August 20th, 2018
Each week, I select a few articles that rise above the fray and hopefully help you on your journey in the CRE world. They pull from one of four "corners:" corporate real estate, technology, management science and anything positive. I welcome your comments on these articles.
With all that people get wrong about these people, maybe it should be no surprise that nobody can say for sure where they really want to live. Researchers have arrived at two different conclusions. One is the back-to-the-city thesis, which asserts that young adults prefer the bustle and diversity of the urban landscape to the fading suburban dream. The other argument holds that, secretly, Millennials prefer the suburbs; they just haven’t made it there yet, or they’re being overlooked. It’s the Laurel vs. Yanny debate tearing geography apart. www.citylab.com[tweet_box design="box_09" float="none"]Millennials prefer the suburbs; they just haven’t made it there yet, or they’re being overlooked[/tweet_box]
"The Democratic former president decided not to join corporate boards or give speeches for big money because, he says, he didn’t want to “capitalize financially on being in the White House.”
Presidential historian Michael Beschloss said that Gerald Ford, Carter’s predecessor and close friend, was the first to fully take advantage of those high-paid post-presidential opportunities, but that “Carter did the opposite.”Since Ford, other former presidents, and sometimes their spouses, routinely earn hundreds of thousands of dollars per speech.“I don’t see anything wrong with it; I don’t blame other people for doing it,” Carter says over dinner. “It just never had been my ambition to be rich." www.washingtonpost.com[tweet_box design="box_09" float="none"]“I don’t see anything wrong with it; I don’t blame other people for doing it (ex presidents making money),” Carter says over dinner. “It just never had been my ambition to be rich."[/tweet_box]
"Dollar General is opening stores at the rate of three a day across the US. It moves into places not even Walmart will go, targeting rural towns and damaged inner-city neighbourhoods with basic goods at basic prices – a strategy described by a former chief executive of the chain as “we went where they ain’t”.The chain now has more outlets across the country than McDonald’s has restaurants, and its profits have surged past some of the grand old names of American retail. The company estimates that three-quarters of the population lives within five miles of one of its stores, which stock everything from groceries and household cleaners to clothes and tool." www.theguardian.com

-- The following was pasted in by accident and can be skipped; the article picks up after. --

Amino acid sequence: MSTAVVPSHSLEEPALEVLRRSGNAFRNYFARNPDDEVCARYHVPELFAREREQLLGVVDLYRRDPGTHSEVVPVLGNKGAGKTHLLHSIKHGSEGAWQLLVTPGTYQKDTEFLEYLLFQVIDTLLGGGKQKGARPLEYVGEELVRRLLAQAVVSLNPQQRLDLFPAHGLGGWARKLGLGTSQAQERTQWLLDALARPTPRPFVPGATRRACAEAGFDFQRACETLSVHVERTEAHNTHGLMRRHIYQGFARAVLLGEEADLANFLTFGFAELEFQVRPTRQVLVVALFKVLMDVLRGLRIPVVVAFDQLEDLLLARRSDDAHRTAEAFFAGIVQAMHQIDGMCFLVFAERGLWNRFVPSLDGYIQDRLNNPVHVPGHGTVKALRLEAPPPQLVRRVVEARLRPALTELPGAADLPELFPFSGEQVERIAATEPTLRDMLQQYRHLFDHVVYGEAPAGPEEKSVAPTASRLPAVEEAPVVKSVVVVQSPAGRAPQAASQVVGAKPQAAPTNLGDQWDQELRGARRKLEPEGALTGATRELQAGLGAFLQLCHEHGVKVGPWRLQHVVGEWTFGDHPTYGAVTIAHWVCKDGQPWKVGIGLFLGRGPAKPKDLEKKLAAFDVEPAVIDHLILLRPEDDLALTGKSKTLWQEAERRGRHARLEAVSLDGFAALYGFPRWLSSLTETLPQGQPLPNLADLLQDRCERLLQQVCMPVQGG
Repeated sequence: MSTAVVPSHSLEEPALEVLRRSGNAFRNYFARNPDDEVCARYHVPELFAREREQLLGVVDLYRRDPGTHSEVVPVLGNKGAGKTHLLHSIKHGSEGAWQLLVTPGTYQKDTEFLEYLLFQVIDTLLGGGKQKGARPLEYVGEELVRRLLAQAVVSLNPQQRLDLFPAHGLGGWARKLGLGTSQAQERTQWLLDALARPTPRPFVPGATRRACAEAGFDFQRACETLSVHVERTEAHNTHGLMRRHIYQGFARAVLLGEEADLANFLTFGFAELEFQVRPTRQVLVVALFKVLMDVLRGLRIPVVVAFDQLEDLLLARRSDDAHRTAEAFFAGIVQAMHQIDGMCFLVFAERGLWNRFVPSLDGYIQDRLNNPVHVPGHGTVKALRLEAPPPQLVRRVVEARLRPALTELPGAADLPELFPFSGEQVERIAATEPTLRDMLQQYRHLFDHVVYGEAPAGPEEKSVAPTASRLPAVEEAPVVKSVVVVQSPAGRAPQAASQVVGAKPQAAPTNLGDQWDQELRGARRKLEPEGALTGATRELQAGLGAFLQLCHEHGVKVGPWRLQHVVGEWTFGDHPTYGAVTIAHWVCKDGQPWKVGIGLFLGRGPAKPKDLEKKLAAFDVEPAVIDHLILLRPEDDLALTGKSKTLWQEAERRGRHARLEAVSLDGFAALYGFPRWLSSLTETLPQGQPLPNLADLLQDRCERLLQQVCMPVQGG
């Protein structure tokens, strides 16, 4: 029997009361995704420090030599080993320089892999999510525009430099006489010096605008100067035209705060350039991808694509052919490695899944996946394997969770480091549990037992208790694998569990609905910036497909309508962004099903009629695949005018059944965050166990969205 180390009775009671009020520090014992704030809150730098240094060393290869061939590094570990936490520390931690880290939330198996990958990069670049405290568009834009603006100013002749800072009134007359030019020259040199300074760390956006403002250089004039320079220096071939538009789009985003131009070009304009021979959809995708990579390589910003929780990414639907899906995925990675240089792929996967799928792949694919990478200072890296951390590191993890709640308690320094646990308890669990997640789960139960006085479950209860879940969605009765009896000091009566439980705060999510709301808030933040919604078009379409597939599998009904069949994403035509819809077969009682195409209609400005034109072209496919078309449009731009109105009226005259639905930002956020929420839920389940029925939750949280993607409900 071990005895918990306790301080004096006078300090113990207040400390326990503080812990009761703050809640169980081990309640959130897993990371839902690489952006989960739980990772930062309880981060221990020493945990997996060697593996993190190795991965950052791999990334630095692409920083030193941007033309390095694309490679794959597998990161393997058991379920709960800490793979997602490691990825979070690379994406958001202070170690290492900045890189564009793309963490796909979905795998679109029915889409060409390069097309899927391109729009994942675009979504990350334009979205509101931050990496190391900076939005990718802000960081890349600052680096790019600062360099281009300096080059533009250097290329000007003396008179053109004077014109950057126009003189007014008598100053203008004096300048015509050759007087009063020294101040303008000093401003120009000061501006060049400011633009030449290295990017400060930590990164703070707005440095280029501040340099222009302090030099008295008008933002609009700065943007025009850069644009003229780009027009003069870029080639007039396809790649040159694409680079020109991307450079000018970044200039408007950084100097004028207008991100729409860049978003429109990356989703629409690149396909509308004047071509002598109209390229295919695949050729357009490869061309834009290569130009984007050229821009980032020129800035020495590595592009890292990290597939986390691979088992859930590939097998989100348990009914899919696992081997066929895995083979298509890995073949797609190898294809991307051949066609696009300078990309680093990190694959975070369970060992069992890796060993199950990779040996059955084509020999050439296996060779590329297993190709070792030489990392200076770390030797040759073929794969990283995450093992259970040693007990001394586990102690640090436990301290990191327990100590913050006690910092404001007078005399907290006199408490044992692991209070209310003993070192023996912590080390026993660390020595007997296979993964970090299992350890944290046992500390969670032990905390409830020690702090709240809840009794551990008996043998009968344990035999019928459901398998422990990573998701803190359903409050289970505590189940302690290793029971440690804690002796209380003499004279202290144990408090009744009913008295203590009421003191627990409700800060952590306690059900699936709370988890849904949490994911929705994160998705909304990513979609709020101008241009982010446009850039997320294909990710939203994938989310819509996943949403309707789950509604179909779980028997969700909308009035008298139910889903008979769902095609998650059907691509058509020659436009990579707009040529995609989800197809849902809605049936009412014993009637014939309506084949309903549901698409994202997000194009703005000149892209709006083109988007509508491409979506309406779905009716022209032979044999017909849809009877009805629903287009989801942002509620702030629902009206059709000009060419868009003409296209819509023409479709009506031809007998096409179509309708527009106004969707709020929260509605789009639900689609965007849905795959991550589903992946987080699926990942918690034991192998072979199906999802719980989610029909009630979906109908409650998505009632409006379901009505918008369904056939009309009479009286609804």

"Present bias shows up not just in experiments, of course, but in the real world. Especially in the United States, people egregiously undersave for retirement—even when they make enough money to not spend their whole paycheck on expenses, and even when they work for a company that will kick in additional funds to retirement plans when they contribute.That state of affairs led a scholar named Hal Hershfield to play around with photographs. Hershfield is a marketing professor at UCLA whose research starts from the idea that people are “estranged” from their future self. As a result, he explained in a 2011 paper, “saving is like a choice between spending money today or giving it to a stranger years from now.” The paper described an attemptby Hershfield and several colleagues to modify that state of mind in their students. They had the students observe, for a minute or so, virtual-reality avatars showing what they would look like at age 70. Then they asked the students what they would do if they unexpectedly came into $1,000. The students who had looked their older self in the eye said they would put an average of $172 into a retirement account. That’s more than double the amount that would have been invested by members of the control group, who were willing to sock away an average of only $80...." www.theatlantic.comTech Workers Call the Shots for Space“With unemployment below 4%, companies are focusing on making smart decisions about their space– decisions that keep their employees happy and engaged,” said Revathi Greenwood, Americas head of research at Cushman & Wakefield. “Landlords are playing a critical role as well–ensuring their buildings stay competitive with a good mix of amenities and affordable parking, and of course concessions where necessary to attract top tenants.”And not surprisingly, Millennials are driving a bulk of those decisions. Now the largest generation in the workforce, Millennials are driving the agendas of how companies operate, what workplaces look like and what technology is expected.” www.globest.comYour success blesses others. I wish you a great a hugely impactful week!